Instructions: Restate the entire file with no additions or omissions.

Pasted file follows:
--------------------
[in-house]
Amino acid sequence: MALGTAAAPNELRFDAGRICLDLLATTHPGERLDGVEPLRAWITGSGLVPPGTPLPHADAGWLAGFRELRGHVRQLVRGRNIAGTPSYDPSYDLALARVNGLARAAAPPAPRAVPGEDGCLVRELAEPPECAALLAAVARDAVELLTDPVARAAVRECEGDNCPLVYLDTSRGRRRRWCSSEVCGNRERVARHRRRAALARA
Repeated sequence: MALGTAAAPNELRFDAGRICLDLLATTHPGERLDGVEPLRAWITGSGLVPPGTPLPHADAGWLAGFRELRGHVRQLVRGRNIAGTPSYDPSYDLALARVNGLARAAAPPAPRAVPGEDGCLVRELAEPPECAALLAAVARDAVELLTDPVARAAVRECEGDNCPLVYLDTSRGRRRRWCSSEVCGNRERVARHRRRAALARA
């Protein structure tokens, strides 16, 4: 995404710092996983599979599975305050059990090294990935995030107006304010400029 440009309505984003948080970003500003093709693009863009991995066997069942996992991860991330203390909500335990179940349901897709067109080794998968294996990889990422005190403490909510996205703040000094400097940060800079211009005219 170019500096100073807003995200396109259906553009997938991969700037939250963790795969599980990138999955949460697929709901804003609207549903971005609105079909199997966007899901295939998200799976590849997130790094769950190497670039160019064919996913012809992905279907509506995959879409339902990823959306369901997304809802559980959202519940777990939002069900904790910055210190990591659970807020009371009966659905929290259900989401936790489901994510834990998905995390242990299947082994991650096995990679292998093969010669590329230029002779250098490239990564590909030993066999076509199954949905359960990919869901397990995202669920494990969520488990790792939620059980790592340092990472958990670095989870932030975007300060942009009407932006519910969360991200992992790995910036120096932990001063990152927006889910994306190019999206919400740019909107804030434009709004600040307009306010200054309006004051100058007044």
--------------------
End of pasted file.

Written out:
[in-house]
Amino acid sequence: MALGTAAAPNELRFDAGRICLDLLATTHPGERLDGVEPLRAWITGSGLVPPGTPLPHADAGWLAGFRELRGHVRQLVRGRNIAGTPSYDPSYDLALARVNGLARAAAPPAPRAVPGEDGCLVRELAEPPECAALLAAVARDAVELLTDPVARAAVRECEGDNCPLVYLDTSRGRRRRWCSSEVCGNRERVARHRRRAALARA
Repeated sequence: MALGTAAAPNELRFDAGRICLDLLATTHPGERLDGVEPLRAWITGSGLVPPGTPLPHADAGWLAGFRELRGHVRQLVRGRNIAGTPSYDPSYDLALARVNGLARAAAPPAPRAVPGEDGCLVRELAEPPECAALLAAVARDAVELLTDPVARAAVRECEGDNCPLVYLDTSRGRRRRWCSSEVCGNRERVARHRRRAALARA
């Protein structure tokens, strides 16, 4: 995404710092996983599979599975305050059990090294990935995030107006304010400029 440009309505984003948080970003500003093709693009863009991995066997069942996992991860991330203390909500335990179940349901897709067109080794998968294996990889990422005190403490909510996205703040000094400097940060800079211009005219 170019500096100073807003995200396109259906553009997938991969700037939250963790795969599980990138999955949460697929709901804003609207549903971005609105079909199997966007899901295939998200799976590849997130790094769950190497670039160019064919996913012809992905279907509506995959879409339902990823959306369901997304809802559980959202519940777990939002069900904790910055210190990591659970807020009371009966659905929290259900989401936790489901994510834990998905995390242990299947082994991650096995990679292998093969010669590329230029002779250098490239990564590909030993066999076509199954949905359960990919869901397990995202669920494990969520488990790792939620059980790592340092990472958990670095989870932030975007300060942009009407932006519910969360991200992992790995910036120096932990001063990152927006889910994306190019999206919400740019909107804030434009709004600040307009306010200054309006004051100058007044």